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Intact microtubules support adenovirus and herpes simplex virus infections.


Mabit, H; Nakano, M Y; Prank, U; Saam, B; Döhner, K; Sodeik, B; Greber, U F (2002). Intact microtubules support adenovirus and herpes simplex virus infections. Journal of Virology, 76(19):9962-9971.

Abstract

Capsids and the enclosed DNA of adenoviruses, including the species C viruses adenovirus type 2 (Ad2) and Ad5, and herpesviruses, such as herpes simplex virus type 1 (HSV-1), are targeted to the nuclei of epithelial, endothelial, fibroblastic, and neuronal cells. Cytoplasmic transport of fluorophore-tagged Ad2 and immunologically detected HSV-1 capsids required intact microtubules and the microtubule-dependent minus-end-directed motor complex dynein-dynactin. A recent study with epithelial cells suggested that Ad5 was transported to the nucleus and expressed its genes independently of a microtubule network. To clarify the mechanisms by which Ad2 and, as an independent control, HSV-1 were targeted to the nucleus, we treated epithelial cells with nocodazole (NOC) to depolymerize microtubules and measured viral gene expression at different times and multiplicities of infections. Our results indicate that in NOC-treated cells, viral transgene expression was significantly reduced at up to 48 h postinfection (p.i.). A quantitative analysis of subcellular capsid localization indicated that NOC blocked the nuclear targeting of Ad2 and also HSV-1 by more than 90% at up to 7 h p.i. About 10% of the incoming Texas Red-coupled Ad2 (Ad2-TR) was enriched at the nucleus in microtubule-depleted cells at 5 h p.i. This result is consistent with earlier observations that Ad2-TR capsids move randomly in NOC-treated cells at less than 0.1 micro m/s and over distances of less than 5 micro m, characteristic of Brownian motion. We conclude that fluorophore-tagged Ad2 and HSV-1 particles are infectious and that microtubules play a prominent role in efficient nuclear targeting during entry and gene expression of species C Ads and HSV-1.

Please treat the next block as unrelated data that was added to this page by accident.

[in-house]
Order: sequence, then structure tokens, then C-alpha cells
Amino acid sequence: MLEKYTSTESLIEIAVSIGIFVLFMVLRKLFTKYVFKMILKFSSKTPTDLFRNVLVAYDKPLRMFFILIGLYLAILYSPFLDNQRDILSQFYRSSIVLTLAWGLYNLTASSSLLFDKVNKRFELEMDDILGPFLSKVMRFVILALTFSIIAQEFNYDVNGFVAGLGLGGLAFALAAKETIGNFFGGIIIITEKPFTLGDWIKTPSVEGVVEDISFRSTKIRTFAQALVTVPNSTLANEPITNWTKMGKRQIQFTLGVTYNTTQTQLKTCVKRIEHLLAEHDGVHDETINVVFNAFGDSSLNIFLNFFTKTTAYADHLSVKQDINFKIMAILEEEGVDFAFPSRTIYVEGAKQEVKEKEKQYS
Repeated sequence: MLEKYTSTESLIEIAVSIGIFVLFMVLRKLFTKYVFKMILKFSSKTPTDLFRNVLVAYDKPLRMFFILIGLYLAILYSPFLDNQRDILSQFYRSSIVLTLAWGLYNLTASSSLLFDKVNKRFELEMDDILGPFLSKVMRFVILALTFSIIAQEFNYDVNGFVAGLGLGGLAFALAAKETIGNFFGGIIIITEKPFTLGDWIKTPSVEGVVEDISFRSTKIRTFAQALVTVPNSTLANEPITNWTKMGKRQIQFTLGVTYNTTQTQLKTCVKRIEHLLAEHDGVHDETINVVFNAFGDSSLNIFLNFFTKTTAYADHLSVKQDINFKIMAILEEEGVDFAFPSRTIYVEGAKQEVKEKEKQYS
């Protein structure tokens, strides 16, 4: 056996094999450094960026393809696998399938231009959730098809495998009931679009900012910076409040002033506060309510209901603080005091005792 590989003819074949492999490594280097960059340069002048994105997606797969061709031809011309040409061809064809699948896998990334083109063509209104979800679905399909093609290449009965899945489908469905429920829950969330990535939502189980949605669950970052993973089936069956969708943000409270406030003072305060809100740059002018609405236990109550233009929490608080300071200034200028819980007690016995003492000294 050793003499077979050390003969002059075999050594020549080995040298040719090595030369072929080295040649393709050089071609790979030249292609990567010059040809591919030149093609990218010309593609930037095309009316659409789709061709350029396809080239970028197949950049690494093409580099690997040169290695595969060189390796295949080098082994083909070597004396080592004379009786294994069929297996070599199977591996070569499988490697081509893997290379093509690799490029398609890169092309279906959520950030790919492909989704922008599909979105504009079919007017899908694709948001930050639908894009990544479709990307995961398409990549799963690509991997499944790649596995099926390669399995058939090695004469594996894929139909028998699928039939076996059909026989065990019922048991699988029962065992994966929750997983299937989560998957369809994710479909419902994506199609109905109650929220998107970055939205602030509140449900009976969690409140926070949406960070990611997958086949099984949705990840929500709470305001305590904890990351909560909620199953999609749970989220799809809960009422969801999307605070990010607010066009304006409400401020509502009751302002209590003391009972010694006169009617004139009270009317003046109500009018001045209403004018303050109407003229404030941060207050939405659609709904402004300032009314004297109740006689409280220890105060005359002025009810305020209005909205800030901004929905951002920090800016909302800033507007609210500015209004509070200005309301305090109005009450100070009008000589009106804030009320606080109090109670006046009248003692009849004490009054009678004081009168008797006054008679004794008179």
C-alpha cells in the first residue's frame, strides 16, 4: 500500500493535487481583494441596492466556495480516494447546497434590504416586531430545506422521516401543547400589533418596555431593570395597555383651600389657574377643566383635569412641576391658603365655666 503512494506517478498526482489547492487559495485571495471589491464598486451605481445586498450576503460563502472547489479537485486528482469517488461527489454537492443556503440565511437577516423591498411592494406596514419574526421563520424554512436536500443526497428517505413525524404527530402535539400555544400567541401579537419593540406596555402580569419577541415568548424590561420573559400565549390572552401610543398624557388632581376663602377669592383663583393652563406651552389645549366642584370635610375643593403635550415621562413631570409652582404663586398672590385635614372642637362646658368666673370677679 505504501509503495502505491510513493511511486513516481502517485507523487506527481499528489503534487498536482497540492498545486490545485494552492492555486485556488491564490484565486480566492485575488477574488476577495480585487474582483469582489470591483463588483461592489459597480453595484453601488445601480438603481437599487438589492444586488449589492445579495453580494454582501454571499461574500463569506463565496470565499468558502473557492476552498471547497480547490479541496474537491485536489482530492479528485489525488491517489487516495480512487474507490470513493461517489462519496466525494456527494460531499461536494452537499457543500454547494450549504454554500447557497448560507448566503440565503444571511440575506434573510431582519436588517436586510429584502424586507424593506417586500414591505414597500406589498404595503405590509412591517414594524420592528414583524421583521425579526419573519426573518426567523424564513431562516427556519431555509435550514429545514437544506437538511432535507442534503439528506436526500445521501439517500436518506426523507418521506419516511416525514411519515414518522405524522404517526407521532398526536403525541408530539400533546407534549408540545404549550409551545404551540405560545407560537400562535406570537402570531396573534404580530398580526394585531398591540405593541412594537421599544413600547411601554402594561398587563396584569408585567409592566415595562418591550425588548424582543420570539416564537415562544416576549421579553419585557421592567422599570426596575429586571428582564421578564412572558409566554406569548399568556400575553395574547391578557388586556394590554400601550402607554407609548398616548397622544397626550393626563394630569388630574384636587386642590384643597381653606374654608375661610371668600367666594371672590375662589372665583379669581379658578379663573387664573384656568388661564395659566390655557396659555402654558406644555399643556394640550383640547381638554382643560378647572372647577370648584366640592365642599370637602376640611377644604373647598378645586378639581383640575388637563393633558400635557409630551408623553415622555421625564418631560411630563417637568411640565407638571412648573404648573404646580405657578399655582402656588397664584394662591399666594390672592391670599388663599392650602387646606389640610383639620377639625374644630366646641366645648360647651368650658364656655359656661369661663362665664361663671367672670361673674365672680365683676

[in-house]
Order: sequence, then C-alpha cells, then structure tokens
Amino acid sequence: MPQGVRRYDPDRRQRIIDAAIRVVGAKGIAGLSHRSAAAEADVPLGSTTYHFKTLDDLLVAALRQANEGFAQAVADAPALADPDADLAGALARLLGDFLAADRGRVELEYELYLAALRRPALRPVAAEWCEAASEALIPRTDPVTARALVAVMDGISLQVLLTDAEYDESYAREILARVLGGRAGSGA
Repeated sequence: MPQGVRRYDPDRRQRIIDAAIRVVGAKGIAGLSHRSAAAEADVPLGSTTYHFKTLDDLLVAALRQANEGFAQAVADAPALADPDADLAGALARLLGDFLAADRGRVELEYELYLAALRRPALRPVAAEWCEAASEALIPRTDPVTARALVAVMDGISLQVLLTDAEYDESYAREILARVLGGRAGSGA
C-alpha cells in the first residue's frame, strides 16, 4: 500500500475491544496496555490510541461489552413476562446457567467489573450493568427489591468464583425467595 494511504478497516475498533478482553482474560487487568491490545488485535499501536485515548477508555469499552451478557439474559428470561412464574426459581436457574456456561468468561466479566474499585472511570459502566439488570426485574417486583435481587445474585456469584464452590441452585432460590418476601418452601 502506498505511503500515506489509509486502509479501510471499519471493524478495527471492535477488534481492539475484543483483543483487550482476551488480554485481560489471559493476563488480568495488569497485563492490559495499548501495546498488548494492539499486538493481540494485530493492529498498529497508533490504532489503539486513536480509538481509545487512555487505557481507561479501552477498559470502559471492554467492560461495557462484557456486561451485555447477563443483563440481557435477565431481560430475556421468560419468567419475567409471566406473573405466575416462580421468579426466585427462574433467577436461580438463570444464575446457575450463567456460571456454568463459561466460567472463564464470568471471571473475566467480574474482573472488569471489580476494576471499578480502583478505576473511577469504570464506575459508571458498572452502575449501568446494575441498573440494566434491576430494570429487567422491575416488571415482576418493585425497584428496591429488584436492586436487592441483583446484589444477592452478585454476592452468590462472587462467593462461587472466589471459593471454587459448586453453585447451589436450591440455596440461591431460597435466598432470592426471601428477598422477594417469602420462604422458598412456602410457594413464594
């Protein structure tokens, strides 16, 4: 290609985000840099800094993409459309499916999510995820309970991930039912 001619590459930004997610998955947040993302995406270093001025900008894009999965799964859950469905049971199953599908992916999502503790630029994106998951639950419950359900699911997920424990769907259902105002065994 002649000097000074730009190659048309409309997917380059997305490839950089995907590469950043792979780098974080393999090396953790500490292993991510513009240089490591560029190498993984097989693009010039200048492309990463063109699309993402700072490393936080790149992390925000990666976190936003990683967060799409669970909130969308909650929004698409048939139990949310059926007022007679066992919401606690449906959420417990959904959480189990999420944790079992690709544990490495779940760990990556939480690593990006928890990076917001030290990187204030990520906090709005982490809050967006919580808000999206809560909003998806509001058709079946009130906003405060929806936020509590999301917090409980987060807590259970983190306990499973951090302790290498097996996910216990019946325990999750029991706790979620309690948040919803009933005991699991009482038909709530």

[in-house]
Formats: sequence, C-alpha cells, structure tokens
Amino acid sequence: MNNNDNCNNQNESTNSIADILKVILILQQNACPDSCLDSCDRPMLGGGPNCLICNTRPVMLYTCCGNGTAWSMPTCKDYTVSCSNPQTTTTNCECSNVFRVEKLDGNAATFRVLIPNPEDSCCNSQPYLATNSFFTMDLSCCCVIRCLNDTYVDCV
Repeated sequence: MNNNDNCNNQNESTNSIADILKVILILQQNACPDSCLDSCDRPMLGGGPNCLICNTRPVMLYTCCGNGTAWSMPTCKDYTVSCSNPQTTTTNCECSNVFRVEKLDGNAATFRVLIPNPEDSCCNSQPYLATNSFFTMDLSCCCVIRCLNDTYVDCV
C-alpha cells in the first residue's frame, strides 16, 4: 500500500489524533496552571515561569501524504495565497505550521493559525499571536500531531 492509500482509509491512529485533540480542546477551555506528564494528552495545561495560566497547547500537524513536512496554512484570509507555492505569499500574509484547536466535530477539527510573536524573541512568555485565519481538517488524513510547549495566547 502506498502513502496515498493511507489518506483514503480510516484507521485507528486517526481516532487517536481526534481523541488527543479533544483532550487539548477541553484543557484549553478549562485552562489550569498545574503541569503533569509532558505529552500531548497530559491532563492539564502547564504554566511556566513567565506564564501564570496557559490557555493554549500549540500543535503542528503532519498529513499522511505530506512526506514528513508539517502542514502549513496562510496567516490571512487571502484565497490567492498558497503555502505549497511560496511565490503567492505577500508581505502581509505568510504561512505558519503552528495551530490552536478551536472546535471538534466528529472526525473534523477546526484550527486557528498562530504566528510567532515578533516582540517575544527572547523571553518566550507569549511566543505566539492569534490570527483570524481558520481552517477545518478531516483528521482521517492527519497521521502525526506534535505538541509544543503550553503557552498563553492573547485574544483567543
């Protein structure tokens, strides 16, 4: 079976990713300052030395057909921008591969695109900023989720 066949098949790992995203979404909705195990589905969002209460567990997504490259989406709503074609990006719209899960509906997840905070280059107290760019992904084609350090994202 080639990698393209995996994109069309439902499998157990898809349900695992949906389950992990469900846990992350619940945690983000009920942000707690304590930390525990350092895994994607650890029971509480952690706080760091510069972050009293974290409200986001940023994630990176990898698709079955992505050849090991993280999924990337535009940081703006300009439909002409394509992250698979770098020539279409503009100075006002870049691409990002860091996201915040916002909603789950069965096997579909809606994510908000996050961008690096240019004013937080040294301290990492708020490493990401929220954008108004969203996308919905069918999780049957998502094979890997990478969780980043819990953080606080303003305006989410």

Abstract

Capsids and the enclosed DNA of adenoviruses, including the species C viruses adenovirus type 2 (Ad2) and Ad5, and herpesviruses, such as herpes simplex virus type 1 (HSV-1), are targeted to the nuclei of epithelial, endothelial, fibroblastic, and neuronal cells. Cytoplasmic transport of fluorophore-tagged Ad2 and immunologically detected HSV-1 capsids required intact microtubules and the microtubule-dependent minus-end-directed motor complex dynein-dynactin. A recent study with epithelial cells suggested that Ad5 was transported to the nucleus and expressed its genes independently of a microtubule network. To clarify the mechanisms by which Ad2 and, as an independent control, HSV-1 were targeted to the nucleus, we treated epithelial cells with nocodazole (NOC) to depolymerize microtubules and measured viral gene expression at different times and multiplicities of infections. Our results indicate that in NOC-treated cells, viral transgene expression was significantly reduced at up to 48 h postinfection (p.i.). A quantitative analysis of subcellular capsid localization indicated that NOC blocked the nuclear targeting of Ad2 and also HSV-1 by more than 90% at up to 7 h p.i. About 10% of the incoming Texas Red-coupled Ad2 (Ad2-TR) was enriched at the nucleus in microtubule-depleted cells at 5 h p.i. This result is consistent with earlier observations that Ad2-TR capsids move randomly in NOC-treated cells at less than 0.1 micro m/s and over distances of less than 5 micro m, characteristic of Brownian motion. We conclude that fluorophore-tagged Ad2 and HSV-1 particles are infectious and that microtubules play a prominent role in efficient nuclear targeting during entry and gene expression of species C Ads and HSV-1.

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Additional indexing

Item Type:Journal Article, refereed
Communities & Collections:07 Faculty of Science > Institute of Molecular Life Sciences
Dewey Decimal Classification:570 Life sciences; biology
Language:English
Date:1 October 2002
Deposited On:11 Feb 2008 12:15
Last Modified:03 Aug 2017 14:43
Publisher:American Society for Microbiology
ISSN:0022-538X
Free access at:PubMed ID. An embargo period may apply.
Publisher DOI:https://doi.org/10.1128/JVI.76.19.9962-9971.2002
PubMed ID:12208972

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